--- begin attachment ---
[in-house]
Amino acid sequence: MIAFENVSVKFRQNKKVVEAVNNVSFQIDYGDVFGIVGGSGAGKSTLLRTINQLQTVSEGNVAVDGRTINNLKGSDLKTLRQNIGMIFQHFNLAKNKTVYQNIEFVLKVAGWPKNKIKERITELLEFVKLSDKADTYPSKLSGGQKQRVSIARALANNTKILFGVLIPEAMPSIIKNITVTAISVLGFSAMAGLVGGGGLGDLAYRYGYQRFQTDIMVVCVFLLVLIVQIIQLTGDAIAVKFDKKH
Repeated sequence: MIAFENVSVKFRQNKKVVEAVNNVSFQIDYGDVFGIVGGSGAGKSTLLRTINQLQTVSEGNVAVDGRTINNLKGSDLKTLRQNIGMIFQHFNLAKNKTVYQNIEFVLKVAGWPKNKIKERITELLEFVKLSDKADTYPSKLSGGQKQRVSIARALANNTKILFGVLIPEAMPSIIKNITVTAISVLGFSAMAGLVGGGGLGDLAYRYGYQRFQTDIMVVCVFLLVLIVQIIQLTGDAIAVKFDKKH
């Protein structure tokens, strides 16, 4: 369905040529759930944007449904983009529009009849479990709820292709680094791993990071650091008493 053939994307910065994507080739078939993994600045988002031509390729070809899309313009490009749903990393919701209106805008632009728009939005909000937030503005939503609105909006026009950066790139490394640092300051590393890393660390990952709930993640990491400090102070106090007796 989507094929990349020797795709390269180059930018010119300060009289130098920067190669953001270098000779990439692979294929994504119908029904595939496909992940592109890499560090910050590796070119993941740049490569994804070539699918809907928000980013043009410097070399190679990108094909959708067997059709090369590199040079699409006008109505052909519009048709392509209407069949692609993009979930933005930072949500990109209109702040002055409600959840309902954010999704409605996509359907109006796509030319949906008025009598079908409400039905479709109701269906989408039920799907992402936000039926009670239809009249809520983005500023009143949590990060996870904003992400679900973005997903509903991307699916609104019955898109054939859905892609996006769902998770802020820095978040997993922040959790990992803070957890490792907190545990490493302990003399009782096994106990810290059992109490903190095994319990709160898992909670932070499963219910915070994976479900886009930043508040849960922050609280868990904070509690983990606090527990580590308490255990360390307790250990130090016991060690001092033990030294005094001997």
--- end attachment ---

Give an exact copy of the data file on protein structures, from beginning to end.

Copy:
[in-house]
Amino acid sequence: MIAFENVSVKFRQNKKVVEAVNNVSFQIDYGDVFGIVGGSGAGKSTLLRTINQLQTVSEGNVAVDGRTINNLKGSDLKTLRQNIGMIFQHFNLAKNKTVYQNIEFVLKVAGWPKNKIKERITELLEFVKLSDKADTYPSKLSGGQKQRVSIARALANNTKILFGVLIPEAMPSIIKNITVTAISVLGFSAMAGLVGGGGLGDLAYRYGYQRFQTDIMVVCVFLLVLIVQIIQLTGDAIAVKFDKKH
Repeated sequence: MIAFENVSVKFRQNKKVVEAVNNVSFQIDYGDVFGIVGGSGAGKSTLLRTINQLQTVSEGNVAVDGRTINNLKGSDLKTLRQNIGMIFQHFNLAKNKTVYQNIEFVLKVAGWPKNKIKERITELLEFVKLSDKADTYPSKLSGGQKQRVSIARALANNTKILFGVLIPEAMPSIIKNITVTAISVLGFSAMAGLVGGGGLGDLAYRYGYQRFQTDIMVVCVFLLVLIVQIIQLTGDAIAVKFDKKH
């Protein structure tokens, strides 16, 4: 369905040529759930944007449904983009529009009849479990709820292709680094791993990071650091008493 053939994307910065994507080739078939993994600045988002031509390729070809899309313009490009749903990393919701209106805008632009728009939005909000937030503005939503609105909006026009950066790139490394640092300051590393890393660390990952709930993640990491400090102070106090007796 989507094929990349020797795709390269180059930018010119300060009289130098920067190669953001270098000779990439692979294929994504119908029904595939496909992940592109890499560090910050590796070119993941740049490569994804070539699918809907928000980013043009410097070399190679990108094909959708067997059709090369590199040079699409006008109505052909519009048709392509209407069949692609993009979930933005930072949500990109209109702040002055409600959840309902954010999704409605996509359907109006796509030319949906008025009598079908409400039905479709109701269906989408039920799907992402936000039926009670239809009249809520983005500023009143949590990060996870904003992400679900973005997903509903991307699916609104019955898109054939859905892609996006769902998770802020820095978040997993922040959790990992803070957890490792907190545990490493302990003399009782096994106990810290059992109490903190095994319990709160898992909670932070499963219910915070994976479900886009930043508040849960922050609280868990904070509690983990606090527990580590308490255990360390307790250990130090016991060690001092033990030294005094001997």